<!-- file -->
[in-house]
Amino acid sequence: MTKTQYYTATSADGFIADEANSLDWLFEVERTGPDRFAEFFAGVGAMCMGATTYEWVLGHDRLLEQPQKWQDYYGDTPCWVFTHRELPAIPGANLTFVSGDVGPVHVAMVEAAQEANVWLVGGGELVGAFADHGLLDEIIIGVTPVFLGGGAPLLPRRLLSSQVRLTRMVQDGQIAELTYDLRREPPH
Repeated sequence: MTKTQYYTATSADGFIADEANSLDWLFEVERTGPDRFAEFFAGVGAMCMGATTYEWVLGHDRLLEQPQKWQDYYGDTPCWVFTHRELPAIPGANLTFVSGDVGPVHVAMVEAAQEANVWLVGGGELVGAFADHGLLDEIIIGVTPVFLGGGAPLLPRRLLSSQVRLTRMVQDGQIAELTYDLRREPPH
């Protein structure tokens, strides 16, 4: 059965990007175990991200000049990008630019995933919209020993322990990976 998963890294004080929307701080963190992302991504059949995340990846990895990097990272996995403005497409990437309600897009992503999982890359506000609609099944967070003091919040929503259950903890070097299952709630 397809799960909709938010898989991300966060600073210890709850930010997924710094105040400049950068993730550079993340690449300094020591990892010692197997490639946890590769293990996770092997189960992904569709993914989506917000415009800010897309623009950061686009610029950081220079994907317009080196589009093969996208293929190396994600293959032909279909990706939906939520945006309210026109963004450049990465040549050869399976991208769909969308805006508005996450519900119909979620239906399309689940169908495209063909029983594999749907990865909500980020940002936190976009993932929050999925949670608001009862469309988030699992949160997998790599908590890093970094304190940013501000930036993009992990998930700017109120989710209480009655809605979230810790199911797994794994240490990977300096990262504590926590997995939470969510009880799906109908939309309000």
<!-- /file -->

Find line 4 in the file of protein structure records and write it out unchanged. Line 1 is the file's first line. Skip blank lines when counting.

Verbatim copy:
């Protein structure tokens, strides 16, 4: 059965990007175990991200000049990008630019995933919209020993322990990976 998963890294004080929307701080963190992302991504059949995340990846990895990097990272996995403005497409990437309600897009992503999982890359506000609609099944967070003091919040929503259950903890070097299952709630 397809799960909709938010898989991300966060600073210890709850930010997924710094105040400049950068993730550079993340690449300094020591990892010692197997490639946890590769293990996770092997189960992904569709993914989506917000415009800010897309623009950061686009610029950081220079994907317009080196589009093969996208293929190396994600293959032909279909990706939906939520945006309210026109963004450049990465040549050869399976991208769909969308805006508005996450519900119909979620239906399309689940169908495209063909029983594999749907990865909500980020940002936190976009993932929050999925949670608001009862469309988030699992949160997998790599908590890093970094304190940013501000930036993009992990998930700017109120989710209480009655809605979230810790199911797994794994240490990977300096990262504590926590997995939470969510009880799906109908939309309000």